There is an awful lot of STUFF in this piece, nearly all of it without mechanical utility, but examining it deepens the themes and brings the entire work to life. I loved just poking about the rubbish, not knowing if I'd find anything of utility, and getting a small window into the head of the protagonist. As is also typical of Veeder, this lets him occasionally break the fourth wall, making it clear that even though we may not know much about the secret mission, the protagonist certainly does.

Near the end, a mini-combat game appears, a well hinted and mechanically sound diversion that further enriches the entire experience.

It's a short work, taking about 15 minutes to explore, and the brevity is another strength, working well with the theme and focus of the rat's quest.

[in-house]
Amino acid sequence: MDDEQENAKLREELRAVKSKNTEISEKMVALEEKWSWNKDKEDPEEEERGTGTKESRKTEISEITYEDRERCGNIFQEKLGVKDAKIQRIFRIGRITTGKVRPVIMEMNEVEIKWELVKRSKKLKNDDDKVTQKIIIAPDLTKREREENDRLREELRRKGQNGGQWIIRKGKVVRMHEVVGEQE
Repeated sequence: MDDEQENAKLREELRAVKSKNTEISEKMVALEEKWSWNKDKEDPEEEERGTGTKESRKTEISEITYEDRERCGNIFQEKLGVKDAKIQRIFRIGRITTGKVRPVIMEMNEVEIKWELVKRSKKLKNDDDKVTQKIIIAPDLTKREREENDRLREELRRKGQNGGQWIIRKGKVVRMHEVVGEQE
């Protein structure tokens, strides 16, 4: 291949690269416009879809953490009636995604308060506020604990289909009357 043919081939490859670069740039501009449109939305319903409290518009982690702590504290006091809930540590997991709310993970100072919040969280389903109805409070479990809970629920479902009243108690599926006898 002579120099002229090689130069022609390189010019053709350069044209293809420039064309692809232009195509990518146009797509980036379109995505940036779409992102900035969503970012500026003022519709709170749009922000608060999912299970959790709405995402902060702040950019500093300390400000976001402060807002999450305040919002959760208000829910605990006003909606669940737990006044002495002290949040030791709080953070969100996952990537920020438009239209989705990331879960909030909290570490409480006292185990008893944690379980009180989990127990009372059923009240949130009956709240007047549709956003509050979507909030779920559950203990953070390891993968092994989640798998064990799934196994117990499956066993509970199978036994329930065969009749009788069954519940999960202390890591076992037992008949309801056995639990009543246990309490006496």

I highly recommend this strong, short, piece, which works despite the lack of a strong or clear hook. Lack of an opening hook is fairly common in Interactive Fiction, where readers are expected to find their own route in, and it only really stands out in this piece because it otherwise feels very welcoming to new players, with helpful guidance in a pane on the right-hand side, and a tightly-defined scope. I feel like the best IF for first-time readers has a strong hook and sense of initial urgency, but I'd still encourage you to play this despite that lack.

Nights in Boulder, by Zane Fulton
Engaging piece with an interesting premise, February 22, 2017
by streever (America)